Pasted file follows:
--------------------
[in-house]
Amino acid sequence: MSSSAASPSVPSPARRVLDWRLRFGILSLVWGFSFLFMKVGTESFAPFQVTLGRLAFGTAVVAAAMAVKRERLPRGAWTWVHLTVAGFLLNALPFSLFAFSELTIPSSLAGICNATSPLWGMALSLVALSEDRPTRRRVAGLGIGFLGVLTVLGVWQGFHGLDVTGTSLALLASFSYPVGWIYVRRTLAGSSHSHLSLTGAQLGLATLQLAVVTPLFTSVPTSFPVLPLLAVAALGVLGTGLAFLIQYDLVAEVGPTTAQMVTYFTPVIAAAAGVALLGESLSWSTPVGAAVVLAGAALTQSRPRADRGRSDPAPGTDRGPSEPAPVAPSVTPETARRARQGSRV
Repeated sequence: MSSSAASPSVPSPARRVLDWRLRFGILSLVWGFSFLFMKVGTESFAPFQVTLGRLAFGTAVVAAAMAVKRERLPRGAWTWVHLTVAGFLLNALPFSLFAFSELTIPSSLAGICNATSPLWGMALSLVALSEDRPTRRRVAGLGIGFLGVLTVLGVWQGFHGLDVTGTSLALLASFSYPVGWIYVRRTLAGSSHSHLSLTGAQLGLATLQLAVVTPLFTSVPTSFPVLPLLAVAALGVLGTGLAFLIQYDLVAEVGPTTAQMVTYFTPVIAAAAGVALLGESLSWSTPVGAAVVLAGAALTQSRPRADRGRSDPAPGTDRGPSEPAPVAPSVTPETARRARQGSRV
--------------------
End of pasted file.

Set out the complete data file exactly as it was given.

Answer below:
[in-house]
Amino acid sequence: MSSSAASPSVPSPARRVLDWRLRFGILSLVWGFSFLFMKVGTESFAPFQVTLGRLAFGTAVVAAAMAVKRERLPRGAWTWVHLTVAGFLLNALPFSLFAFSELTIPSSLAGICNATSPLWGMALSLVALSEDRPTRRRVAGLGIGFLGVLTVLGVWQGFHGLDVTGTSLALLASFSYPVGWIYVRRTLAGSSHSHLSLTGAQLGLATLQLAVVTPLFTSVPTSFPVLPLLAVAALGVLGTGLAFLIQYDLVAEVGPTTAQMVTYFTPVIAAAAGVALLGESLSWSTPVGAAVVLAGAALTQSRPRADRGRSDPAPGTDRGPSEPAPVAPSVTPETARRARQGSRV
Repeated sequence: MSSSAASPSVPSPARRVLDWRLRFGILSLVWGFSFLFMKVGTESFAPFQVTLGRLAFGTAVVAAAMAVKRERLPRGAWTWVHLTVAGFLLNALPFSLFAFSELTIPSSLAGICNATSPLWGMALSLVALSEDRPTRRRVAGLGIGFLGVLTVLGVWQGFHGLDVTGTSLALLASFSYPVGWIYVRRTLAGSSHSHLSLTGAQLGLATLQLAVVTPLFTSVPTSFPVLPLLAVAALGVLGTGLAFLIQYDLVAEVGPTTAQMVTYFTPVIAAAAGVALLGESLSWSTPVGAAVVLAGAALTQSRPRADRGRSDPAPGTDRGPSEPAPVAPSVTPETARRARQGSRV